Star Trek-style holodeck for mice reveals how brains produce mental maps

“Mental map” might sound like a GCSE revision tactic (more on that later in the week), but it actually refers to the way in which animals and people conduct spatial cognition. Deciphering where you are in the world, how far you’ve travelled, and acclimatising to new areas are all components of spatial awareness. Carrying out a systematic study of such a complex and intuitive thought process has proved challenging, until now.

Star Trek-style holodeck for mice reveals how brains produce mental maps

Neuroscientists have constructed a kind of holodeck able to simulate a virtual world, à la Star Trek. Dr. Andrew Straw, professor of biology at the University of Freiburg, confirmed that prior to the recent creation, the holodeck was something neuroscientists had “envied […] from the world of science fiction.” It would, he said, “enable key experiments in which we could artificially decouple an animal’s movement from its perception.”

The holodeck was put to the test with mice, fish, and flies, in a joint venture between the University of Freiburg, the University of Vienna, and the Medical University of Vienna, Austria. The animals tested perceived the holodeck-simulated objects as real, in turn changing their behaviour in different environments. This allowed neuroscientists to study their spatial cognition in a controlled, malleable environment.


Researchers wanted to decouple the action-perception cycle, in order to establish a firmer grasp on the cognitive processes that turn sensation into action. “We created an immersive, 3-D virtual reality in which the animals could move freely because we wanted our visual scenery to tie in naturally with the animal’s own action-perception cycle,” said Straw. The holodeck was used to create visual obstacles such as pillars, plants and, in keeping with the Star Trek overtones of the endeavour, a fleet of video game space invaders.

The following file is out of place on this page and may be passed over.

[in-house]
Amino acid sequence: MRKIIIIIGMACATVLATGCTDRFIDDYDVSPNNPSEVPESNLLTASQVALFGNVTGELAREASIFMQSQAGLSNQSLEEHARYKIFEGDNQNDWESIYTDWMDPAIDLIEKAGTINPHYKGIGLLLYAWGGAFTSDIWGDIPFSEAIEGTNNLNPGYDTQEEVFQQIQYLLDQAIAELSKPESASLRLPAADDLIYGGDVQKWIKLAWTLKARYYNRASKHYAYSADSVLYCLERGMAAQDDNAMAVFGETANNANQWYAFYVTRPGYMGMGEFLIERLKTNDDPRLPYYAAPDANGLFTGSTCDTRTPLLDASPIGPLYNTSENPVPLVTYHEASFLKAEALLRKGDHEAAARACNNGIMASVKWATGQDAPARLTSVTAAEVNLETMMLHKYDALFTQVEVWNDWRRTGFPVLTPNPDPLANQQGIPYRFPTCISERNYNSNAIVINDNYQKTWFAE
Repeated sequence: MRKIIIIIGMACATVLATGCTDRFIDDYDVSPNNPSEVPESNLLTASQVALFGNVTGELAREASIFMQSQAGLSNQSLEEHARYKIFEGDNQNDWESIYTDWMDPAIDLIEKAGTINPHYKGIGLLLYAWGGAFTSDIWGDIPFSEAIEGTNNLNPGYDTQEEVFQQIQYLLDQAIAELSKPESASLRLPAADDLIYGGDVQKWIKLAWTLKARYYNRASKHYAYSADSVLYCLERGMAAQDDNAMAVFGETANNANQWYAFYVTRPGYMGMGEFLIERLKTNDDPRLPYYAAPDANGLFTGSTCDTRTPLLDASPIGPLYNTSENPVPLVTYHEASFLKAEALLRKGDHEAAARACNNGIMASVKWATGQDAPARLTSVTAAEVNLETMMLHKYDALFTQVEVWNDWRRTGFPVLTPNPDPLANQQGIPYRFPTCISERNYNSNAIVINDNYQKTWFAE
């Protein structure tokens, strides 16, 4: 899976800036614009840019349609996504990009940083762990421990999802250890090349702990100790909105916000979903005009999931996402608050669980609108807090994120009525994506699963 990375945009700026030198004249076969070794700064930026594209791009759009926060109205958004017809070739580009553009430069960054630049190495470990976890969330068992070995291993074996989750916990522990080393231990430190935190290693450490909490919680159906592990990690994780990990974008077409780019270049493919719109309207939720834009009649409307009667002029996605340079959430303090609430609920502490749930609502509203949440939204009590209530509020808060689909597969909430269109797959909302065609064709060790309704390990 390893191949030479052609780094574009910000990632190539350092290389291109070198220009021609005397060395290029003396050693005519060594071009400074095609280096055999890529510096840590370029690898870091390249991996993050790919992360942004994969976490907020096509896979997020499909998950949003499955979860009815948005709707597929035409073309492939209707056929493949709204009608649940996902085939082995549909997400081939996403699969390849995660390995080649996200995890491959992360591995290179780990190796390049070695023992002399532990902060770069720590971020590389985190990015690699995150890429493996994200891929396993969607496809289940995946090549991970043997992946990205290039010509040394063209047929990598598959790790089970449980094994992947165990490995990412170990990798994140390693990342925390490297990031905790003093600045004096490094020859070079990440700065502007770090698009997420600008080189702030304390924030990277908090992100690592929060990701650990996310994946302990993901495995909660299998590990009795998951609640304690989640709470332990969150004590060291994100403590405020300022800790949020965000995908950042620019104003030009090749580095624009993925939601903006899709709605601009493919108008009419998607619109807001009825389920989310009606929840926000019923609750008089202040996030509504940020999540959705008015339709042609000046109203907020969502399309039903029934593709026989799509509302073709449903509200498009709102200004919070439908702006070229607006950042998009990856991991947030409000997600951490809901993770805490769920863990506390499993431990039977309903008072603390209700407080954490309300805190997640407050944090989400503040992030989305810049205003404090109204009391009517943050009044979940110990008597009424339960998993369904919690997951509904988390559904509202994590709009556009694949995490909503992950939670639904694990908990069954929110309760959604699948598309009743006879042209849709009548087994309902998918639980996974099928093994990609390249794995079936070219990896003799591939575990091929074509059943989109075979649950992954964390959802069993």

Using multiple high-speed cameras and a tracking computer program, the researchers were able to monitor the animals’ movements. Experiments were conducted to see if mice were afraid of virtual heights, to change the flight paths of flies, and to see how fish altered their behaviour in the context of a changing virtual environment.

“Scientists will now be able to run experiments in which animals receive completely naturalistic feedback from their proprioceptive and vestibular systems while showing them precisely controlled visual scenery,” said Professor Straw via email. “This would allow running experiments in which animals are “teleported” (virtually, of course) and checking whether it seems they notice that teleportation and whether they can continue to navigate after being teleported.”

He went on to explain that the research could pave the way for increased understanding about how space is represented in the brain: does the brain store something akin to a real map, or does it string together a series of individual locations? “If the animal’s navigation suffers due to teleportation,” Professor Straw concluded, “it would suggest that animals do store something like a real map.”

As well as giving researchers fresh insight into spatial cognition, the experiments proffered a historic solution to the hitherto unsolved dilemma of how to directly manipulate interaction between multiple individuals. That being said, there were plenty of schoolgirls in my day who managed it…

Images: Straw Lab

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